Memorable Mondays started out as a joke, but has since evolved into monthly nostalgic food posts. They are posted on the second Monday of every month (except for this month) and cover a wide range of food topics that influenced me as a child.
If I was one for ridiculously long post titles, this would be called ‘Memorable Mondays: Persian/German/American Thanksgiving in Baltimore.” Since I’m not one for those kinds of titles, I instead just waste a few minutes of your time explaining what the title should be within the post itself. Does it make sense? No. Am I going to do it in the future? Probably.
Thanksgiving has never been a holiday that I get excited about. The being thankful thing is nice, but the rest of it is a bit baffling. First of all, I don’t enjoy football. It wasn’t until a few years ago that I even realized the quarterback isn’t on the field during the entire game. Honestly, why do people have the strongest opinions about this position? What is the logic in that? Who cares about the guy with the cushy job who doesn’t have to play the whole time? It makes no sense to me.
Besides the whole football thing, which can be avoided easily enough, I am not super into Thanksgiving food. Half the reason why Thanksgiving was created was to force people to eat the meat with which they normally wouldn’t bother. It’s no secret that I’m not a fan of chicken, but turkey is chicken’s black sheep brother that chain smokes, binge drinks, and has the occasional coke problem. Almost as bad as the turkey are the green beans that litter most tables on this holiday. It’s a madness that I don’t want any part of it.
I am, however, a fan of the way my family has put its own spin on the holiday. Growing up, I was more concerned with watching Snoopy float over Manhattan at eight in the morning than I was with eating, but I was still passionate about food. I was either the only or eldest kid at our Thanksgiving meals depending on what part of the 90s it was, so there wasn’t much for me to do except eat and watch my grandma cook. When dinner came around, I would load my plate up with homemade cranberry sauce, buttery mashed potatoes, and mast o khiar (cucumber yogurt) before moving onto the pressing matter of dessert. Even seven-year-old Jaleh knew that the main food of Thanksgiving is a bit of a loser.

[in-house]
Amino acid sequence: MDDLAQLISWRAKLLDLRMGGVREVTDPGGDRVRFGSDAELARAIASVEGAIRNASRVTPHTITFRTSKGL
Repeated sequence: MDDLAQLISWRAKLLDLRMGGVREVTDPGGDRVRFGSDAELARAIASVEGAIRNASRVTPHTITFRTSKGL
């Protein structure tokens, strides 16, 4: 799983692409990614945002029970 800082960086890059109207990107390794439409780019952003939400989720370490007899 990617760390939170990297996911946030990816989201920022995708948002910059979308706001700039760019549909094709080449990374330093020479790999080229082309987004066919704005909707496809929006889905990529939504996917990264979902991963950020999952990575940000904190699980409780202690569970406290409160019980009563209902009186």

My favorite Thanksgiving course is still dessert, especially my mom’s pecan tort, but I have branched out a bit. Now, my plate often features the same elements it did when I was younger along with filet, homemade stuffing (no Stovetop here), and sauerkraut. My blue-eyed grandma is of German descent, so she is no stranger to this tart dish that is more satisfying than any slice of turkey could be. She’s great about giving us a ton of options with which to load our plate up that highlight different cultures; it’s great for me and all the judgment I pass on the traditional Thanksgiving meal.
While the main meal is important, I go to town on the appetizers I always inhale every hour on the hour. The snacks that are set out by eleven a.m. are some of my favorite things to eat: crab dip, peel-and-eat shrimp, cheese, and of course the bugles that I used to wear as witch fingers until I was a “too cool” teen. The food snob that has existed inside of me since birth loves all of these flavorful, decadent things. I gorge myself before dinner and feel no shame.
Though Thanksgiving has never been holiday numero uno for me, it’s one I’ve come to appreciate. Turkey and I have never been nor will never be BBFs, but there’s so much more great food that the holiday has to offer. The classic dishes like mashed potatoes are homey and the cultural options on the table put our own unique familial spin on a meal that pretty much ever American has an opinion on. We’re not a typical family and we don’t do Thanksgiving typically…although I will admit that there are a lot of drinks flowing, so I guess we do stick with some normal holiday traditions!